Michigan legalizes short-barreled rifles and shotguns

Michigan State Capitol, ca. 1885

Michiganders will soon have a broader selection of firearms to choose from. The National Rifle Association is praising Governor Rick Snyder for signing Senate Bill 610, which removes the prohibition on short-barreled rifles and shotguns for gun owners in compliance with federal gun laws. The bill also provides that SBR and SBS owners in Michigan will have to keep copies of their approved federal paperwork with them while transporting such firearms.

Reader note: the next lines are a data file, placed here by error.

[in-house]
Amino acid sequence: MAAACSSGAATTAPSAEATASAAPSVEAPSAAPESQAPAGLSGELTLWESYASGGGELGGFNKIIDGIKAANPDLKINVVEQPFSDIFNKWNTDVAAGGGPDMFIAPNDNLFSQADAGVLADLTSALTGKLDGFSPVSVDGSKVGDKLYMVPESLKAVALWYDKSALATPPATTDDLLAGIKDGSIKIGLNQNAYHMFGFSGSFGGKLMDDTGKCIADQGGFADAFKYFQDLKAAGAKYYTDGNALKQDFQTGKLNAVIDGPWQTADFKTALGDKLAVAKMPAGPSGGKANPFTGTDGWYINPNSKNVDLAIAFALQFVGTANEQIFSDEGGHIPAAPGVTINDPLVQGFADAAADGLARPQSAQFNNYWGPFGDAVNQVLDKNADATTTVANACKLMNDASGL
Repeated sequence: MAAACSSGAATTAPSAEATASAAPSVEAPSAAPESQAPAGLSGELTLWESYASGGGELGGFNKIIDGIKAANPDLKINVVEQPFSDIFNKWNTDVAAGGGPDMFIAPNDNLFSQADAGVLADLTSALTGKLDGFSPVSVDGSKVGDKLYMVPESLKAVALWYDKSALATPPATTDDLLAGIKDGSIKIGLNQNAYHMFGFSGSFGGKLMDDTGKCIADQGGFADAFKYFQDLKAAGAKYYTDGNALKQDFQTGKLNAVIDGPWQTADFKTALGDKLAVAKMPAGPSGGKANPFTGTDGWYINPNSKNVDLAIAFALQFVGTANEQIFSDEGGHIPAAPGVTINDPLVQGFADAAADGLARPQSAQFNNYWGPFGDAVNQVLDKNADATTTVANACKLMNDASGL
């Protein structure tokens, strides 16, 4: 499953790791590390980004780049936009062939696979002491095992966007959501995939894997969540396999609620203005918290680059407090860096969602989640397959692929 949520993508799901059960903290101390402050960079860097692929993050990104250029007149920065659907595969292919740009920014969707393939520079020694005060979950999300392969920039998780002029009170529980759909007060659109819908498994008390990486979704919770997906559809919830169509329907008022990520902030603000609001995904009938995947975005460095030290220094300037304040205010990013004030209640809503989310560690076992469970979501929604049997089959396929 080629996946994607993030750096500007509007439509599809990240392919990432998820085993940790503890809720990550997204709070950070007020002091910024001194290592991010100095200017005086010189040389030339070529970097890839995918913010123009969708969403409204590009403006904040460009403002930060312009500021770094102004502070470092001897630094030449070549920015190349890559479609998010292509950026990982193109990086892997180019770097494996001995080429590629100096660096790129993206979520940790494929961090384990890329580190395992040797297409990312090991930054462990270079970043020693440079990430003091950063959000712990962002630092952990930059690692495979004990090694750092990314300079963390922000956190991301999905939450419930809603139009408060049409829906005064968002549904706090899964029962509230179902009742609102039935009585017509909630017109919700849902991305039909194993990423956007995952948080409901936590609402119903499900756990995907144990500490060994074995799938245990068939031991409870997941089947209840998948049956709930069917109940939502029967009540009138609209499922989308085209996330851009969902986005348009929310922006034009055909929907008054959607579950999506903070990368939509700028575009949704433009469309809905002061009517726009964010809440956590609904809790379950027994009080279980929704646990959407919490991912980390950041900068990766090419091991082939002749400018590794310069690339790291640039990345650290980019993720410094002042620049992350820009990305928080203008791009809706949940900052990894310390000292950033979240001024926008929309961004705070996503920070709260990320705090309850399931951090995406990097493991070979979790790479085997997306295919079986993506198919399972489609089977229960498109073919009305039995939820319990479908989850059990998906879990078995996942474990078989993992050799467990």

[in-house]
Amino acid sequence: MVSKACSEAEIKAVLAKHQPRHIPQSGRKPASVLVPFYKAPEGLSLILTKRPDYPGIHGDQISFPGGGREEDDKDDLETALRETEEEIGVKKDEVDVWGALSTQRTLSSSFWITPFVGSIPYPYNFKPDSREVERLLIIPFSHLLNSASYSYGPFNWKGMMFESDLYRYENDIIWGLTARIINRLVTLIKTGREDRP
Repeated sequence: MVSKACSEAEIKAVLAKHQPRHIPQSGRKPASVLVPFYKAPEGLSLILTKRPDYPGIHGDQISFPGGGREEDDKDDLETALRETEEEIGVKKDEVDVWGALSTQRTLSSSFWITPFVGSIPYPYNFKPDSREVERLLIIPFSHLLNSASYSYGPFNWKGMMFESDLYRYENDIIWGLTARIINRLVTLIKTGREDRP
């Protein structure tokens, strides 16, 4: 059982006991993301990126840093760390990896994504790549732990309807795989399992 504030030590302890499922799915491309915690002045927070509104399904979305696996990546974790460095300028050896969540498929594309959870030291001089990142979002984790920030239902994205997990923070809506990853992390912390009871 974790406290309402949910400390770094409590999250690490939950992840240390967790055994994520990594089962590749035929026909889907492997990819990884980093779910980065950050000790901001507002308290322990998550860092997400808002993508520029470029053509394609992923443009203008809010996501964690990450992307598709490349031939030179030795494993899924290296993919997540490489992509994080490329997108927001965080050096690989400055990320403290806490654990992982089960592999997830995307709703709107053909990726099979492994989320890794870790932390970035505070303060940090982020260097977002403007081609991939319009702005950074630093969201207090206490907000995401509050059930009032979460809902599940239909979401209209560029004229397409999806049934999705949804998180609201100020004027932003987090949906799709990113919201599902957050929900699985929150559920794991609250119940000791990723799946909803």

The antiquated restrictions on such weapons hearken back to a time when handguns were more severely restricted, and were meant to target the handgun substitutes used in locations where legal handguns were largely unavailable. The Michigan law modified by S.B. 610 actually predates the similar federal law—the National Firearms Act of 1934—by three years. It was enacted to bolster a racist handgun permit law that was passed in response to a black doctor’s defense of his family from the Ku Klux Klan with a handgun. Now that the individual right to keep and bear handguns and other firearms has been affirmed as constitutionally guaranteed, vestigial gun control measures like the restrictions on short rifles and short shotguns ought to go.